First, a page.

Border crossings were smooth – although each of them lasts between one or two hours during which the train stops. Without these administrative stops, the whole trip probably would be an entire day shorter. The distance covered in four days was about 3500 km. Although crossing the border into Kazakhstan was a pleasant experience for me, as I had a relaxed chat with an English speaking Kazakh customs official, my fellow passengers didn't experience the same.
Stationed at the border, we could watch through our carriage window, how the Kazakh border control lined up Uzbek people at the station platform. Together with their luggage, it was evident what was going on: Either paying a small sum of money or a full inspection of luggage. Timur told me that he was quite happy to be with me in the compartment because customs would never do this kind of inspection to a tourist. Somehow I seemed to act as a shield. For my part, I was happy to have been able to contribute at least somehow a small bit in return, if it was true that my presence acted as “protection”.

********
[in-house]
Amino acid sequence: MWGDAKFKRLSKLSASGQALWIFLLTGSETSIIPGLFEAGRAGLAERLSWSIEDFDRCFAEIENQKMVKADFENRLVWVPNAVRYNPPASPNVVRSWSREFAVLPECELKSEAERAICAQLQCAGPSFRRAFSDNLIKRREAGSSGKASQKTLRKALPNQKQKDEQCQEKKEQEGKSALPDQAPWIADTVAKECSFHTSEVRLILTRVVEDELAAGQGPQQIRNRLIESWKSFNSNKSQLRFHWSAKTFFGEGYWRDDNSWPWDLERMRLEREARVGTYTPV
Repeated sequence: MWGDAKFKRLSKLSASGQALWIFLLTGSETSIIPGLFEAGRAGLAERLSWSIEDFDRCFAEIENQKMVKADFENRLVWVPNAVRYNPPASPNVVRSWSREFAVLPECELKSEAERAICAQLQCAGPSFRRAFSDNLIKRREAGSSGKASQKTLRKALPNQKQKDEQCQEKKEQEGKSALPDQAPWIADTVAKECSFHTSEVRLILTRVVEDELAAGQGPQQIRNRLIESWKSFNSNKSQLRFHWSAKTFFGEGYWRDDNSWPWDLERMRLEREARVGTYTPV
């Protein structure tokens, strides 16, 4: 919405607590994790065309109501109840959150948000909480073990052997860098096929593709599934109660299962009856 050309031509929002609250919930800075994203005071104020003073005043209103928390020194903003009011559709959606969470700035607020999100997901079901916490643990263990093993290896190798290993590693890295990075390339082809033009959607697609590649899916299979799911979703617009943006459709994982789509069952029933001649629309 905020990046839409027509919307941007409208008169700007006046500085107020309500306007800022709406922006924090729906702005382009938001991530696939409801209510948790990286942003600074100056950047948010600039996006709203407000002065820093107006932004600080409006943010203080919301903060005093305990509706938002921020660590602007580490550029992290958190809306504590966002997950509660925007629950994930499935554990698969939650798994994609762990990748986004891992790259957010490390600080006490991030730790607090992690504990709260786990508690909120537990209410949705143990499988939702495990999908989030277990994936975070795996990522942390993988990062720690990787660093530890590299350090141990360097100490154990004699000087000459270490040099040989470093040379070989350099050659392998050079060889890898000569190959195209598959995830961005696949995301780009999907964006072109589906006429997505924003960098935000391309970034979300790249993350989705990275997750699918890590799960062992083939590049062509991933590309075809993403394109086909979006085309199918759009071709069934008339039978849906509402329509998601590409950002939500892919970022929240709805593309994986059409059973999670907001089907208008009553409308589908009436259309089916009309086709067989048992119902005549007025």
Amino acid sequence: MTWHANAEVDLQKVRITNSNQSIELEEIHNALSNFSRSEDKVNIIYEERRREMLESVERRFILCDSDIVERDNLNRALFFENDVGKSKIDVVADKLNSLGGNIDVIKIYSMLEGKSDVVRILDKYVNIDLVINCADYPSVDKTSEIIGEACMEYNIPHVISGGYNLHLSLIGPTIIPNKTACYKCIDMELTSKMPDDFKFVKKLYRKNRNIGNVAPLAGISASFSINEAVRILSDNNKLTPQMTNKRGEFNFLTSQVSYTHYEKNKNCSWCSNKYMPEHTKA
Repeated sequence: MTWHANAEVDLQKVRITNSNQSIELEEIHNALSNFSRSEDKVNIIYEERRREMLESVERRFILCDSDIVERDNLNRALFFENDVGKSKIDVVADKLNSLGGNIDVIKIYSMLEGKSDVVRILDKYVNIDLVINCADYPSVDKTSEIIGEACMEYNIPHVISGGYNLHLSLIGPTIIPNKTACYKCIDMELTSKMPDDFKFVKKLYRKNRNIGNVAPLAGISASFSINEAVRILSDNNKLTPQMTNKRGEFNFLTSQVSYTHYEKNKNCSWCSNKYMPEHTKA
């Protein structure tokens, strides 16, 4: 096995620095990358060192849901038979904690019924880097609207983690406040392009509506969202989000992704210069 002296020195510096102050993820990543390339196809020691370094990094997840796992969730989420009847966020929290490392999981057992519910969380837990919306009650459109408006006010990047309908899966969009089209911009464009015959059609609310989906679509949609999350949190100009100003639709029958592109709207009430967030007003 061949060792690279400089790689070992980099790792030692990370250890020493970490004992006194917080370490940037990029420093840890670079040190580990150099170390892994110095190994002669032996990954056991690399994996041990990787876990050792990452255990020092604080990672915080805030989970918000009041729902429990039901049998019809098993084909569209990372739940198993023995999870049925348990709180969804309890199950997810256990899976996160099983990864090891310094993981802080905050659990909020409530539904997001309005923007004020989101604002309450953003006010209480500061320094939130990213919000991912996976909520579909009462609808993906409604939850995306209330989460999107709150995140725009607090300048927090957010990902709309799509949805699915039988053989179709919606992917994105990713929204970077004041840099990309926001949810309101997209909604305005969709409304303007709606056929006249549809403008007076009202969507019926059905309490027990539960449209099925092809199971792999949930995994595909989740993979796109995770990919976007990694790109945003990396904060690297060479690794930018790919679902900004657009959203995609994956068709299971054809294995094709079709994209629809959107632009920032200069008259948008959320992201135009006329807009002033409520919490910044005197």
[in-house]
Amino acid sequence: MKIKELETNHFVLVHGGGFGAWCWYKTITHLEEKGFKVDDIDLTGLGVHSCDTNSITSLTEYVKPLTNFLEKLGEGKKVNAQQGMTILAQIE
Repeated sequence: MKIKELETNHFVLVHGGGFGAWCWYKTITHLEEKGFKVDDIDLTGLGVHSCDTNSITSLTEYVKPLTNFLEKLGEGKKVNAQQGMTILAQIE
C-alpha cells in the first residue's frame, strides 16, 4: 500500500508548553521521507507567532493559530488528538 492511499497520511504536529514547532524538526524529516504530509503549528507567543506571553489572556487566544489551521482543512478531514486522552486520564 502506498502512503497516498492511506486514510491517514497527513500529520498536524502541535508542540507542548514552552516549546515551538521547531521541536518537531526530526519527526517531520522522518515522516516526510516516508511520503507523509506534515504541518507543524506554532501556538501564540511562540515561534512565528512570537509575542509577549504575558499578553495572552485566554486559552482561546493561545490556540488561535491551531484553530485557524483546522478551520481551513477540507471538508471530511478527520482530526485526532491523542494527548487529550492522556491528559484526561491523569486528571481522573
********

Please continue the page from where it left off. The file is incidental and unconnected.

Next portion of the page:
While I am writing this, I have arrived in Tashkent where I decided to extend my stay for another day. The city is beautiful, has a lot of green parks and is full of sights. While walking the streets, I am thinking quite a lot of the fun on the train with Timur, Sergej, my cool Pravadnitsa and the other people in the same coach car. This is something I was unaware before my trip: How many emotions the meeting and separating from friends can cause. Luckily, I have plenty of roads ahead, and I do know, there will be other moments of great fun ahead.